Even if you don’t have a wood-burning oven that reaches 900 °F like the pros do, pizza is achievable for everyone, says Ribalta chef and pizza maestro Pasquale Cozzolino.

Out of anyone, the Naples native should know. Cozzolino attended high school for the culinary arts and was one of the first to graduate from the Neapolitan pizza lab that opened in 1992. It was there that he worked under Gaetano Esposito, the great-grand-nephew of the man who invented the OG Pizza Margherita. “He is one of the four master pizza makers in Naples,” says Cozzolino.

“Compared to NY-style, a Neapolitan pie is very simple,” he says. All it requires is flour, water, yeast and salt—side-stepping additional ingredients like eggs, sugar, milk, and butter. “You almost want the taste of fresh bread. The secret of pizza is how the dough ferments and how long it matures for. You have to understand timing. Everything comes by touch and sight.”

Pizza baked in a restaurant takes anywhere from 60 to 90 seconds. At home it’s a slightly different story, since most ovens max out around 500 °F. If you bake your dough for 10 or 15 minutes, water will evaporate at a faster rate, which means you’ll want to compensate by adding more fat (olive oil). We’ll let Cozzolino take it from here.

Gifs by Amy Chen


How To Make Pizza, A Lá Ribalta


(Makes 4, 12” pizzas)


  • 3.65 lb. all purpose flour
  • 35 oz. cold water
  • 2 ⅓ tbsp. extra virgin olive oil
  • 3.5 tbsp. salt
  • 1.4 tbsp. dry yeast
  • 3 Mozzarella balls (8 oz each) cut into 1 inch cubes
  • 14oz can of San Marzano tomatoes
  • 4 fresh basil leaves
  • Imported Parmigiano cheese

Tomato Sauce

  • Crush San Marzano tomatoes
  • Adjust to taste with salt; usually two generous pinches of salt for one can of tomatoes

Step 1: Make the Dough


Pour cold water into bowl. Press the yeast in your hand and rub together with your fingers to avoid clumping. Let the yeast sit for 5 minutes until it dissolves.


Add half the salt and flour. Begin mixing with your hand. It should have a slightly creamy consistency.


Add the remaining flour until you have a soft, elastic dough.

Step 2: Rolling and portioning


Roll the dough for aprx. 5 minutes to inject air inside. “Air is good for the yeast’s bacteria, which will help raise the dough.” If you feel it is too sticky at any point, drizzle a little flour on it. You can always perform this task with a Kitchen-Aid on Level 2 setting for 12 minutes (but c’mon, you got this).


Once you’ve formed into a ball, open it up by pressing down with your fingers and slightly stretching outwards.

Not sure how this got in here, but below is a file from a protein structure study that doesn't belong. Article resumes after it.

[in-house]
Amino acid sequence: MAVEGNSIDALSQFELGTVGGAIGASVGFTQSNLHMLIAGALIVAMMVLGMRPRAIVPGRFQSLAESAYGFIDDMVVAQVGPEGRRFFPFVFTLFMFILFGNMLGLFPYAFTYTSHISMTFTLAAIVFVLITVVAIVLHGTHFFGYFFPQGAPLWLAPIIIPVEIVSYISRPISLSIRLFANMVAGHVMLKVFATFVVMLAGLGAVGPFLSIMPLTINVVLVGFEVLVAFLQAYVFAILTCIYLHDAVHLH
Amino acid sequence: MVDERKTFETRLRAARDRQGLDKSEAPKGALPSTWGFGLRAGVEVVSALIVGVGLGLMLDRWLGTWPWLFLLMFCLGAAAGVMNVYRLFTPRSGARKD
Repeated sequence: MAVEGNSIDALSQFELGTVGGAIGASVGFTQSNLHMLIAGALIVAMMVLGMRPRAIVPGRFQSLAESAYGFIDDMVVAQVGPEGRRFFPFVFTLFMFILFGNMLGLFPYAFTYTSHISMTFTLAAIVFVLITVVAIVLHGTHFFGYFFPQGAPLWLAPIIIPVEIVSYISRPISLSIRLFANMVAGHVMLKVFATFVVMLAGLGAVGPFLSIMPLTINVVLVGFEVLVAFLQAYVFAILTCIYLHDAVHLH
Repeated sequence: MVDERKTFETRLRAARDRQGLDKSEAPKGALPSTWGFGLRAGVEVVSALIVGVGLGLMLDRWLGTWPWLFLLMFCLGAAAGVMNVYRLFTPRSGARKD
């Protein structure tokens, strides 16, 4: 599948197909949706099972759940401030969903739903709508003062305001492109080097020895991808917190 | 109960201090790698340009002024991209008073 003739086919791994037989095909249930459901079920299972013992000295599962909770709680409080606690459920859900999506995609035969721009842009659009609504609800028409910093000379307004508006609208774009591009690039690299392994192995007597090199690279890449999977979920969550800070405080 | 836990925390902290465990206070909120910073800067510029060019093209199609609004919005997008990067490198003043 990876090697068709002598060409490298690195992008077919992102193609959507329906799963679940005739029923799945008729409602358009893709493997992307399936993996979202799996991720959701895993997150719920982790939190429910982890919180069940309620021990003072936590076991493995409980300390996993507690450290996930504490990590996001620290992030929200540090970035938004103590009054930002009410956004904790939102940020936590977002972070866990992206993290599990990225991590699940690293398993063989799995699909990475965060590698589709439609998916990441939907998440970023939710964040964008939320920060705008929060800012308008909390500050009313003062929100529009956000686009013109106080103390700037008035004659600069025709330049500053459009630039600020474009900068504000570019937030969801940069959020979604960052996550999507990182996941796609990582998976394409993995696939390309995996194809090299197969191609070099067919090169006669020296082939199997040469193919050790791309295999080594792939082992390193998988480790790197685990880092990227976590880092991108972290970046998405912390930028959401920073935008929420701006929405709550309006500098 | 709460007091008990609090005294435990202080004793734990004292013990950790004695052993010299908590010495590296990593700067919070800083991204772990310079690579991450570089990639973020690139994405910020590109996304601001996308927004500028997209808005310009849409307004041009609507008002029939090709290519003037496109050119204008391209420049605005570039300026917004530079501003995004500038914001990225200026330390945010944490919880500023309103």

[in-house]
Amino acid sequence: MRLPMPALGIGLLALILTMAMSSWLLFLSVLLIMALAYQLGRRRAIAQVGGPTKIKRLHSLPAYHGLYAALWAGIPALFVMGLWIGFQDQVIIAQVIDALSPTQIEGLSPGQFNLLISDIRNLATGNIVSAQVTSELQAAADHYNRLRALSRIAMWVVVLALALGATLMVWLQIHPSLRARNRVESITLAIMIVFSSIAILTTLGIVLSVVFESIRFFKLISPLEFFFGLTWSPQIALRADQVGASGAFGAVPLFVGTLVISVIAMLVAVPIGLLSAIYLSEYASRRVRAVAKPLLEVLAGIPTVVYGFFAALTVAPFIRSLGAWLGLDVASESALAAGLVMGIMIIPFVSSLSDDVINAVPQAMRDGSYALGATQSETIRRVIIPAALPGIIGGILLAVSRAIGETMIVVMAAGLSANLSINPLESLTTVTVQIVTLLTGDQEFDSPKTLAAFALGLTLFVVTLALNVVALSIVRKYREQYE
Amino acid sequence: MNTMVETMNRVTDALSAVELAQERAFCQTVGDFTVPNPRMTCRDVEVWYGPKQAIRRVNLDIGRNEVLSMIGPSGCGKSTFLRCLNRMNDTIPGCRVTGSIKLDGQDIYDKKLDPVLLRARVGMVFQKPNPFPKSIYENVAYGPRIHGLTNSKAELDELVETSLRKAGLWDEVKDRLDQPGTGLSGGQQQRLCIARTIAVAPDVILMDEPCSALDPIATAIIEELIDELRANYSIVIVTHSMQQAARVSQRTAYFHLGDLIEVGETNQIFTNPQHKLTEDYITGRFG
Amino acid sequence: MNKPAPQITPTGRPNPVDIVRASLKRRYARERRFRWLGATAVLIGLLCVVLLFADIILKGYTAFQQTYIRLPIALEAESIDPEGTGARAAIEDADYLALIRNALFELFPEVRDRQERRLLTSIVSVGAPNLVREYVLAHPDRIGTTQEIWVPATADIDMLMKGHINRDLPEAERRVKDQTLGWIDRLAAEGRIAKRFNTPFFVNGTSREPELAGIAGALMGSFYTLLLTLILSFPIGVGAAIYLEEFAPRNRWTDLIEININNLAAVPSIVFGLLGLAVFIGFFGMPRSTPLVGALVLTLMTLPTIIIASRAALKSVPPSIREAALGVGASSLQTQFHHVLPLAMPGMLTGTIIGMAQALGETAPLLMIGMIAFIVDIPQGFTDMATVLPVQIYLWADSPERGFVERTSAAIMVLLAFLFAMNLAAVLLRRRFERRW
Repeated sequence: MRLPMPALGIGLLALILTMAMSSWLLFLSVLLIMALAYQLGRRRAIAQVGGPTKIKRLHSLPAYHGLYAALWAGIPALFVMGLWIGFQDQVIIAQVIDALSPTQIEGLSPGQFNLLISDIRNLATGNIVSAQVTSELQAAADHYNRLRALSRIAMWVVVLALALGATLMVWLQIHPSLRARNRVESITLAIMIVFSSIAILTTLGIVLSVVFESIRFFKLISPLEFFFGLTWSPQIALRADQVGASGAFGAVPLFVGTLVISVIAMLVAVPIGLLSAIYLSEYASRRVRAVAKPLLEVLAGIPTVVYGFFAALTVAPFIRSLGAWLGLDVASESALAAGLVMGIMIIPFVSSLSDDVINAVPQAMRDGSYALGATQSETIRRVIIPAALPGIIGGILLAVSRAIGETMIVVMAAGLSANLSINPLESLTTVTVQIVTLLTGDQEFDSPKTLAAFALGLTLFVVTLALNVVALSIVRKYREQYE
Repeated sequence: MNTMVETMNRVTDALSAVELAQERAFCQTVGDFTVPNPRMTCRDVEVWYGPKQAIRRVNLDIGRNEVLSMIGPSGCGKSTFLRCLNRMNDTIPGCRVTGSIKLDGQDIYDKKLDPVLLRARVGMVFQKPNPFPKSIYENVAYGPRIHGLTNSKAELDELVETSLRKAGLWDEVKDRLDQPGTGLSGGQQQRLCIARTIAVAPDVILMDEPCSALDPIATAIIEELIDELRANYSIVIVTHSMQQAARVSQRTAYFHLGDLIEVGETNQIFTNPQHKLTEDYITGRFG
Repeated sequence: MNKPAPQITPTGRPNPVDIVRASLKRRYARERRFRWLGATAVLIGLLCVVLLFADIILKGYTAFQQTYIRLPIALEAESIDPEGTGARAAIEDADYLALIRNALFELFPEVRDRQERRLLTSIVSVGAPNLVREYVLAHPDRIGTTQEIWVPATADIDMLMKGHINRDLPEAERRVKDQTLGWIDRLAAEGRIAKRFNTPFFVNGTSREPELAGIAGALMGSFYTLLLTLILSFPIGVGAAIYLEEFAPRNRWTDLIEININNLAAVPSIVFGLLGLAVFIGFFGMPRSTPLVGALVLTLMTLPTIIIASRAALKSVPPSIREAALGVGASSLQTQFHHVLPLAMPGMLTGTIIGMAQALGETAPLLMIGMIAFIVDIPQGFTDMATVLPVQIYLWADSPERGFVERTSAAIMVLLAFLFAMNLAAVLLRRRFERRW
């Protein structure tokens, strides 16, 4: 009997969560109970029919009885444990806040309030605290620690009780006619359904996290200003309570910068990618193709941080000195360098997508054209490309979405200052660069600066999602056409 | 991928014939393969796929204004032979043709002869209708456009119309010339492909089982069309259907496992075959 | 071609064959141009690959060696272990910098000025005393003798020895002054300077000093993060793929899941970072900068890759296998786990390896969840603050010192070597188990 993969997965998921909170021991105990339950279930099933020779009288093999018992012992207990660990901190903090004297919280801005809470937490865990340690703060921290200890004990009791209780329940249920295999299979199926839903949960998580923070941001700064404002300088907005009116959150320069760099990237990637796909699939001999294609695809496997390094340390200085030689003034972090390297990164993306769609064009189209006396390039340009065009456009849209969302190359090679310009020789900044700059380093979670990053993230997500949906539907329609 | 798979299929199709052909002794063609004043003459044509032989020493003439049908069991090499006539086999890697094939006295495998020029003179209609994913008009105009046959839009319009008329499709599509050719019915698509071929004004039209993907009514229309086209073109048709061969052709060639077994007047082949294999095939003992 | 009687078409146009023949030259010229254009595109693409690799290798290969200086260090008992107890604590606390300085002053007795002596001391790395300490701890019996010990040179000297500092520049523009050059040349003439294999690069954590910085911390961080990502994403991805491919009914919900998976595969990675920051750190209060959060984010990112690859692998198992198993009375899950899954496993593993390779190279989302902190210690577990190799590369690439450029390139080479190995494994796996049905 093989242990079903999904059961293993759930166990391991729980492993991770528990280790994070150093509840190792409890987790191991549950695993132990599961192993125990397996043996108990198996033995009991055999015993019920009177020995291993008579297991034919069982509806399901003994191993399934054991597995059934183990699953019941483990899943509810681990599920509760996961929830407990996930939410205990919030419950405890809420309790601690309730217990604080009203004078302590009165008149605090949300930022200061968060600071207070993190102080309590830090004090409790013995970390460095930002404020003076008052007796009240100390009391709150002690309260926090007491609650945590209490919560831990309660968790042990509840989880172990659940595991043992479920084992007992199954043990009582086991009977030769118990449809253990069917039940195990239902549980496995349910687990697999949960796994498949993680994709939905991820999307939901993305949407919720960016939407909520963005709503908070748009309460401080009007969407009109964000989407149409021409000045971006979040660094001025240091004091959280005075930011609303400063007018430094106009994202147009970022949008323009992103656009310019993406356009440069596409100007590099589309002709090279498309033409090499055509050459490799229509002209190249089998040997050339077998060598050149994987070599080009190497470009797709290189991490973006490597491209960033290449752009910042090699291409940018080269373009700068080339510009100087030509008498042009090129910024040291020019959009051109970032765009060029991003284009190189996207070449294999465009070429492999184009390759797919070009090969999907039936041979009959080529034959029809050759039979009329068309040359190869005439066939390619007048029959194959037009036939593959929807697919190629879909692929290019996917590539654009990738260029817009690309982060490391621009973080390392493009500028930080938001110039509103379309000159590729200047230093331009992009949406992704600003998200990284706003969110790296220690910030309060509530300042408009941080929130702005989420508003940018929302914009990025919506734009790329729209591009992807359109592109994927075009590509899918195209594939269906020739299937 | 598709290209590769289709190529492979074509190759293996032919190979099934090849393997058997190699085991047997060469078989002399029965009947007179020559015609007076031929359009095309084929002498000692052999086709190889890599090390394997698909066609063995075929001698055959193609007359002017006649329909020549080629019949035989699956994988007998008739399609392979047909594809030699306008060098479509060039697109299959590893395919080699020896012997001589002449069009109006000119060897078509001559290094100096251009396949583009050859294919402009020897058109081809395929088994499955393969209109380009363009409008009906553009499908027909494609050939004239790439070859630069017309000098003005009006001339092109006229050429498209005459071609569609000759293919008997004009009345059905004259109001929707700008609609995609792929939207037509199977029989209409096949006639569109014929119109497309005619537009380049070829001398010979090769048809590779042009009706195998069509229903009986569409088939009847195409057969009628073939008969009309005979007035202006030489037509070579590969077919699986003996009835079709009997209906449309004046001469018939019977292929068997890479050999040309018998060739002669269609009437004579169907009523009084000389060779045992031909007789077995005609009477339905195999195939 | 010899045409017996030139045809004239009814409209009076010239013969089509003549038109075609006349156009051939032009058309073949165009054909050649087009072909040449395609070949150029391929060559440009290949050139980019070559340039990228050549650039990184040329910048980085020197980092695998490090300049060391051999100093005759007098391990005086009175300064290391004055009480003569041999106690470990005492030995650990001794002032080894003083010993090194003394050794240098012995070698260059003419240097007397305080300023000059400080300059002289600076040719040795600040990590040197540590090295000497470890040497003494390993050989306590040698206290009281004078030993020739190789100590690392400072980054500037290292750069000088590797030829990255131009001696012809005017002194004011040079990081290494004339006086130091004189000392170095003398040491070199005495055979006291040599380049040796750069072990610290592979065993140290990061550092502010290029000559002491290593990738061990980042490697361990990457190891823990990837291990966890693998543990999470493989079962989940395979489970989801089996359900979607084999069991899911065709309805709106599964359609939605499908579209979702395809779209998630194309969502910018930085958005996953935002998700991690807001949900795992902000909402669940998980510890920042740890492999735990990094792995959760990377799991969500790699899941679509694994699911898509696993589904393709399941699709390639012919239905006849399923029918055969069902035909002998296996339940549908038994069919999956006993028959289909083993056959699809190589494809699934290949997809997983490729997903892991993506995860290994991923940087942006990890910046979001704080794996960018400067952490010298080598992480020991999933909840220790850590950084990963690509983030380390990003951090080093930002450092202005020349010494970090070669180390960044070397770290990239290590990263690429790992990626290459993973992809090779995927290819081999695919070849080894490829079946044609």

“Then you apply the Extra Virgin Olive Oil. The fat is the last thing you want to add.”


Knead the dough again, tucking in the sides from time to time. “You should begin to feel the gluten forming.”


While shaping the dough into a ball, use your fingers to tuck the bottom of the dough, and close the opening. Spread a thin layer of olive oil, approximately one teaspoon, over the inside of another large bowl. Place the pizza dough in the bowl and turn the dough to coat with oil.  Cover the dough with plastic wrap and let it sit in a warm place until it doubles in size, at least 2 hours. Preheat the oven to 500 °F.


Remove the plastic cover from the dough and punch the dough to allow it to slightly deflate. Cut the dough to form four round dough balls. Or, using the method above, fold the dough on both sides and tuck downwards to create a round ball.


You can simply squeeze and twist the dough ball. Place each dough ball in its own bowl, cover with plastic, and let it sit for 35 minutes.

Step 3: Forming the pizza shape


Working one ball of dough at a time, flatten it with your hands on a slightly floured work surface. Starting at the center and working outwards, use your fingertips to press the dough, leaving about a ½ inch of space towards the edge. This creates a boundary for your crust.


Flip the dough over and repeat, making sure to stop at the edge.


We will want to do the same for the remaining two sides of the pizza.


Flip and repeat.


Using both hands, lightly stretch the dough in a circular motion.

Step 4: Decorate the Pizza


Ladle tomato sauce in the center of the dough. You want to make a simultaneous circular, rocking motion with your spoon.


Apply this motion until you cover the dough area, being mindful of the crust.


Add Parmigaina, basil, and mozzarella—in that order. If you place the basil on last, it will burn in the oven. Finish off with some olive oil. Place the pizza on a large pizza stone, or use a tray with parchment paper. Bake for 10-15 minutes or until the dough is golden brown and cheese is bubbly.


Voila. You’ve made Pasquale proud.